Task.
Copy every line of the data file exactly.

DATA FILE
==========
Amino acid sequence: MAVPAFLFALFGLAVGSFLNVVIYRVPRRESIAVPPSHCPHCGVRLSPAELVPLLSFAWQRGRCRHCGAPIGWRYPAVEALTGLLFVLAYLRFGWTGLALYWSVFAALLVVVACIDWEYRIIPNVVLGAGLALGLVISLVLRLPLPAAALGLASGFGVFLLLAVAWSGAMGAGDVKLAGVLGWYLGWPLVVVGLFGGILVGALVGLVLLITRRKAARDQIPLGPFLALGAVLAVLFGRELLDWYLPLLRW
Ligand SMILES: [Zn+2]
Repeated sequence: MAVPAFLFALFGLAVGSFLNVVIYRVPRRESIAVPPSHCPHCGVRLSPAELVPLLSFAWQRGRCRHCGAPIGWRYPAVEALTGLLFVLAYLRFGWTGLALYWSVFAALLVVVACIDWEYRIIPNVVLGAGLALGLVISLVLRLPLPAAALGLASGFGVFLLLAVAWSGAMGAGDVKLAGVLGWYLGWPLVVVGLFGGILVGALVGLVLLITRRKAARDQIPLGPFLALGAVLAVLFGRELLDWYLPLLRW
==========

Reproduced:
Amino acid sequence: MAVPAFLFALFGLAVGSFLNVVIYRVPRRESIAVPPSHCPHCGVRLSPAELVPLLSFAWQRGRCRHCGAPIGWRYPAVEALTGLLFVLAYLRFGWTGLALYWSVFAALLVVVACIDWEYRIIPNVVLGAGLALGLVISLVLRLPLPAAALGLASGFGVFLLLAVAWSGAMGAGDVKLAGVLGWYLGWPLVVVGLFGGILVGALVGLVLLITRRKAARDQIPLGPFLALGAVLAVLFGRELLDWYLPLLRW
Ligand SMILES: [Zn+2]
Repeated sequence: MAVPAFLFALFGLAVGSFLNVVIYRVPRRESIAVPPSHCPHCGVRLSPAELVPLLSFAWQRGRCRHCGAPIGWRYPAVEALTGLLFVLAYLRFGWTGLALYWSVFAALLVVVACIDWEYRIIPNVVLGAGLALGLVISLVLRLPLPAAALGLASGFGVFLLLAVAWSGAMGAGDVKLAGVLGWYLGWPLVVVGLFGGILVGALVGLVLLITRRKAARDQIPLGPFLALGAVLAVLFGRELLDWYLPLLRW